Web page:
Saturday, December 19, 2009

Small press books

Well, we didn't get any snow after all. It just turned back into rain and melted. That was after Mom and I rushed out in excitement to the store and bought marshmallows, Hershey bars, brownie mix, and hot dogs--in case we were SNOWED! IN!--and the clerk said she wished she could come home with us.

A lot of folks are talking about supporting small presses, which has made me think about it too. I haven't been too good about that this year. I don't read a lot of short fiction so I don't have any subscriptions to anything, but I did order a few anthologies this year, notably the excellent 52 Stitches antho. I also ordered and very much enjoyed Catherine J. Gardner's chapbook "The Sour Aftertaste of Olive Lemon."

Mostly, though, I supported small presses this year by buying books. At the moment I'm reading The Crown Conspiracy by Michael J. Sullivan, which I started earlier this year but never finished (I was probably distracted by something shiny). So far I'm really enjoying it; it's taking off in unexpected directions, which I like.

I've read several other small press books this year, and I hate to say it, but I have not been terribly impressed. I blogged (twice) about Nathalie Mallet's book The Princes of the Golden Cage, but I never mentioned how little I liked Anne Logston's Shadow because, you know, I'm not cruel. I did enjoy Emily Veinglory's Father of Dragons, but that was the bright spot in the small-press offerings this year.

I don't want to think small press books are on the whole of a poorer quality than the books big commercial publishers release (my own Jack of All Trades came out this year from a small press, and I have another book coming out in 2010 from another small press)--but of course they are. The good stuff is there, but it's harder to find. That just means it's important to look harder (oh, and read Aaron Polson's new review blog that focuses on small presses).

In 2010 I vow to read at least ten books published by small presses. That's support where it counts.

11 comments:

Aaron Polson said...

Together, we will feret out all the gems and share them with anyone who will listen.

Onward!

Cate Gardner said...

Good to see you rushed out and bought essentials. :D

Jamie Eyberg said...

It is a good thing to never let those things go out of stock in your pantry, ever. Just in case. Sorry you had some stinkers in your TBR pile.

K.C. Shaw said...

Aaron--Absolutely!

Cate--You can't have snow without s'mores and brownies!

Jamie--I was shocked when I realized we were out of marshmallows. How can we have hot chocolate without them?

Jamie Eyberg said...

Substitute Irish Cream for the marshmallows. Delicious.

K.C. Shaw said...

Could I put marshmallows in the Irish cream? Because that might make it even better. :)

Robin Sullivan said...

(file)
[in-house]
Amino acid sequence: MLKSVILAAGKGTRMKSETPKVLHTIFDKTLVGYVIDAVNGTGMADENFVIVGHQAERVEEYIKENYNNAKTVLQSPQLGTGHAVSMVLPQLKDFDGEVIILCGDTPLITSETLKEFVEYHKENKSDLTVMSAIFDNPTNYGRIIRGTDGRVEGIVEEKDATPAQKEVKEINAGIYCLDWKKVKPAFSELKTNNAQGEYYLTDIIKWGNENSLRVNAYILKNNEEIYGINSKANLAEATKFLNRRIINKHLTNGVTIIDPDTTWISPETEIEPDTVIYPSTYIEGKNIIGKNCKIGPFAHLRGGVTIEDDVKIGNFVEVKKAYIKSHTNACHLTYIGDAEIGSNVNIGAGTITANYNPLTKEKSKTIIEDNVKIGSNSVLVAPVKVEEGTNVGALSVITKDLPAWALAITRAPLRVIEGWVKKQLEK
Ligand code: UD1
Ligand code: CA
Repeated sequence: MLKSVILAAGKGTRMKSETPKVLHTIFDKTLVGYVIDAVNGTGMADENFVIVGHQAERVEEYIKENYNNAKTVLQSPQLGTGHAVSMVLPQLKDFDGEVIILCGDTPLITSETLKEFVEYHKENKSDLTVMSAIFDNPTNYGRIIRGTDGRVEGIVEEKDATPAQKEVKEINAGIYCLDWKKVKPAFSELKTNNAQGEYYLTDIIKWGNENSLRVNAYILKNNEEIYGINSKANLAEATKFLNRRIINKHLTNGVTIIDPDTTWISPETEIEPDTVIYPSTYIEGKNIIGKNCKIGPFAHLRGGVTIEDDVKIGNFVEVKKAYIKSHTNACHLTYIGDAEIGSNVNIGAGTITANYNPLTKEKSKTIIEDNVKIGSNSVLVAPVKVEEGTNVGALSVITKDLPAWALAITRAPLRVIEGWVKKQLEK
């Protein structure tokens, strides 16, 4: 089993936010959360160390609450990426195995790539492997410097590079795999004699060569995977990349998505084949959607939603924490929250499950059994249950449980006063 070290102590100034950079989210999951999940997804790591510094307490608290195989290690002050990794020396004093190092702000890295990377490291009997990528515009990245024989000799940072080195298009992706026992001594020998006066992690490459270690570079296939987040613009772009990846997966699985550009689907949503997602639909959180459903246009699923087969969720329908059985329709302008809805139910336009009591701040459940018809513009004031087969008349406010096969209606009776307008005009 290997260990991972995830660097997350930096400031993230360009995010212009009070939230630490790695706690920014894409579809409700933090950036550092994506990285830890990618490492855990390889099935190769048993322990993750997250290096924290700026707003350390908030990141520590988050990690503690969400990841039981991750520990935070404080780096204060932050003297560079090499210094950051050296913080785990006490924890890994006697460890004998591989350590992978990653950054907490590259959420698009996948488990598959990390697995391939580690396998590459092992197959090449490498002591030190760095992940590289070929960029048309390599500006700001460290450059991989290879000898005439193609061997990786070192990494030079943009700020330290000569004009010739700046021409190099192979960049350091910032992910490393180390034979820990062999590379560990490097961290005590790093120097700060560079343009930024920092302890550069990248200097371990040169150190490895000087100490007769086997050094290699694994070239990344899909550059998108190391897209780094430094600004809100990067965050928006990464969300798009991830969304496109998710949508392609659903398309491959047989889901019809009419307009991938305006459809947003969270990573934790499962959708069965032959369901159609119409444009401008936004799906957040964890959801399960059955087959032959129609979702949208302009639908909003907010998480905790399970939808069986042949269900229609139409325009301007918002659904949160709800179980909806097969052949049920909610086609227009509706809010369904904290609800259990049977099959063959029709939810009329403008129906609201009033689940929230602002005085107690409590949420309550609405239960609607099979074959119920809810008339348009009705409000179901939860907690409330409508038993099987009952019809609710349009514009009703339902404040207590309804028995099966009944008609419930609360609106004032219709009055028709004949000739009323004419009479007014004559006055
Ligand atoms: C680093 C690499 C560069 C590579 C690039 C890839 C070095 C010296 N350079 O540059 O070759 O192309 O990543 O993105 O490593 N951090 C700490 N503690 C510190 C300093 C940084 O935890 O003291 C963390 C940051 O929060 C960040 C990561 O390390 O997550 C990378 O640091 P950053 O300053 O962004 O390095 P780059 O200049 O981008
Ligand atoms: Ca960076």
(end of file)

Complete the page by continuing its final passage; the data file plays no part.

We are also snowed in so a great weekend to curl up warm and read - glad to see you are liking The Crown Conspiracy -- My husband wrote it ;-)

Keep safe!
Robin

K.C. Shaw said...

Awesome! Tell him I'm enjoying it. :)

I recommend hot chocolate with lots of marshmallows for snowed-in days.

Danielle Ferries said...

Great choice for essentials :)

K.C. Shaw said...

Sometimes you gotta go for the important things. :)

Susan Parker said...

In regards to small presses and quality...I'm no expert - but I do work for a small press as an intern (Same one who handles Michael Sullivan who you are reading and how I found your site). So I'll give you my impression.

As for Ridan Publishing (the one I work for) we are VERY VERY VERY picky. I read 100's of slush pile submissions and I'm lucky to get 1 or 2 of them to go to "the next level". There are a lot of people who are "not ready for prime time" but are trying.

Some small pressess will take "anything that is close" and are hoping to have a lot of titles throwing a bunch of stuff out there hoping one will hit.

I'm of course really glad people are looking to support small presses - I think they are willing to take more of a risk. My advice is if you find a small press and you like one of their books - you're pretty safe trying other from them because you know their level of quality. The reverse is true for picking one you don't like - again you already know where they set the bar.

Since there are so many small presses you'll not run out of choices...I'm pretty proud of the quality of the Ridan works I've read since joining them (6 of their 10 books)

Please feel free to look us up at www.ridanpublishing.com - we offer discounted orders and the ability to get signed copies from the authors which is a pain to administrate (I do this ;-p) But ultimately good for the customers which is great.

Thanks for letting me share a bit.